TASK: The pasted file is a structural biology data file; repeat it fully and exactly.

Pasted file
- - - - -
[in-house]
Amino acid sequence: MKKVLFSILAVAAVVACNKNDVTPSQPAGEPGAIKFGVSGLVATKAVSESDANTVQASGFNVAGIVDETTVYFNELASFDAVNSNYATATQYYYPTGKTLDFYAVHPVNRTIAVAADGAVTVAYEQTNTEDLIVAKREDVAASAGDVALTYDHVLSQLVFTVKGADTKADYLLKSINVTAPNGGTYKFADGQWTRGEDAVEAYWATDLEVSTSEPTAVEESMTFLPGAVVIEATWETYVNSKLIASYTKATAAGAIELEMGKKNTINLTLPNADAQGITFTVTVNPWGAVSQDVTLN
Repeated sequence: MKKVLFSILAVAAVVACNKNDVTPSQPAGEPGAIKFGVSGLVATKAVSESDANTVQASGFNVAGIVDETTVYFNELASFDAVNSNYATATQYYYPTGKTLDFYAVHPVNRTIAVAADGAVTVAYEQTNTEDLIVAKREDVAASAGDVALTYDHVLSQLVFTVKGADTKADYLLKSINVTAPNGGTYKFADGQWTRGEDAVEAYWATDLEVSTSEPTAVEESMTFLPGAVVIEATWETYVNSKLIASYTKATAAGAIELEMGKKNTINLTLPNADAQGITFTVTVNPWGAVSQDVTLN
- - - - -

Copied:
[in-house]
Amino acid sequence: MKKVLFSILAVAAVVACNKNDVTPSQPAGEPGAIKFGVSGLVATKAVSESDANTVQASGFNVAGIVDETTVYFNELASFDAVNSNYATATQYYYPTGKTLDFYAVHPVNRTIAVAADGAVTVAYEQTNTEDLIVAKREDVAASAGDVALTYDHVLSQLVFTVKGADTKADYLLKSINVTAPNGGTYKFADGQWTRGEDAVEAYWATDLEVSTSEPTAVEESMTFLPGAVVIEATWETYVNSKLIASYTKATAAGAIELEMGKKNTINLTLPNADAQGITFTVTVNPWGAVSQDVTLN
Repeated sequence: MKKVLFSILAVAAVVACNKNDVTPSQPAGEPGAIKFGVSGLVATKAVSESDANTVQASGFNVAGIVDETTVYFNELASFDAVNSNYATATQYYYPTGKTLDFYAVHPVNRTIAVAADGAVTVAYEQTNTEDLIVAKREDVAASAGDVALTYDHVLSQLVFTVKGADTKADYLLKSINVTAPNGGTYKFADGQWTRGEDAVEAYWATDLEVSTSEPTAVEESMTFLPGAVVIEATWETYVNSKLIASYTKATAAGAIELEMGKKNTINLTLPNADAQGITFTVTVNPWGAVSQDVTLN